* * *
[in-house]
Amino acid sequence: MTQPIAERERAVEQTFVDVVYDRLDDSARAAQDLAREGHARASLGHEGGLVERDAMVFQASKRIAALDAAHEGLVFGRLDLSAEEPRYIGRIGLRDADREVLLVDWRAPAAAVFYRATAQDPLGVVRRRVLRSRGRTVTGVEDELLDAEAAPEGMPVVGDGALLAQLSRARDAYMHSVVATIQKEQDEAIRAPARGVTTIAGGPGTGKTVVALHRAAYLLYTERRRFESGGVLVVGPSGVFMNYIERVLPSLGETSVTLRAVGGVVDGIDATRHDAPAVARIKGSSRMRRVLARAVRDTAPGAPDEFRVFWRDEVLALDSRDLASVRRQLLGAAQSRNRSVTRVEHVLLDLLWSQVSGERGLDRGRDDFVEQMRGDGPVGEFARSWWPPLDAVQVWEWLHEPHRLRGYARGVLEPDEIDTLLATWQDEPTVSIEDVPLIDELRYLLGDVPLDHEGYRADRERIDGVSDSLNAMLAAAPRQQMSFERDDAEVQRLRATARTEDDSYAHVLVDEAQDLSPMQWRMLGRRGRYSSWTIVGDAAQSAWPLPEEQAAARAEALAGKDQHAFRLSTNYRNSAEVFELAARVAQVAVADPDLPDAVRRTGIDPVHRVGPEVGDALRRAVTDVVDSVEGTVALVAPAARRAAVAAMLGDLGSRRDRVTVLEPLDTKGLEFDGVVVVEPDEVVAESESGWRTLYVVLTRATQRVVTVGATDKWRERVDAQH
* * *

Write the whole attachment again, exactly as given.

[in-house]
Amino acid sequence: MTQPIAERERAVEQTFVDVVYDRLDDSARAAQDLAREGHARASLGHEGGLVERDAMVFQASKRIAALDAAHEGLVFGRLDLSAEEPRYIGRIGLRDADREVLLVDWRAPAAAVFYRATAQDPLGVVRRRVLRSRGRTVTGVEDELLDAEAAPEGMPVVGDGALLAQLSRARDAYMHSVVATIQKEQDEAIRAPARGVTTIAGGPGTGKTVVALHRAAYLLYTERRRFESGGVLVVGPSGVFMNYIERVLPSLGETSVTLRAVGGVVDGIDATRHDAPAVARIKGSSRMRRVLARAVRDTAPGAPDEFRVFWRDEVLALDSRDLASVRRQLLGAAQSRNRSVTRVEHVLLDLLWSQVSGERGLDRGRDDFVEQMRGDGPVGEFARSWWPPLDAVQVWEWLHEPHRLRGYARGVLEPDEIDTLLATWQDEPTVSIEDVPLIDELRYLLGDVPLDHEGYRADRERIDGVSDSLNAMLAAAPRQQMSFERDDAEVQRLRATARTEDDSYAHVLVDEAQDLSPMQWRMLGRRGRYSSWTIVGDAAQSAWPLPEEQAAARAEALAGKDQHAFRLSTNYRNSAEVFELAARVAQVAVADPDLPDAVRRTGIDPVHRVGPEVGDALRRAVTDVVDSVEGTVALVAPAARRAAVAAMLGDLGSRRDRVTVLEPLDTKGLEFDGVVVVEPDEVVAESESGWRTLYVVLTRATQRVVTVGATDKWRERVDAQH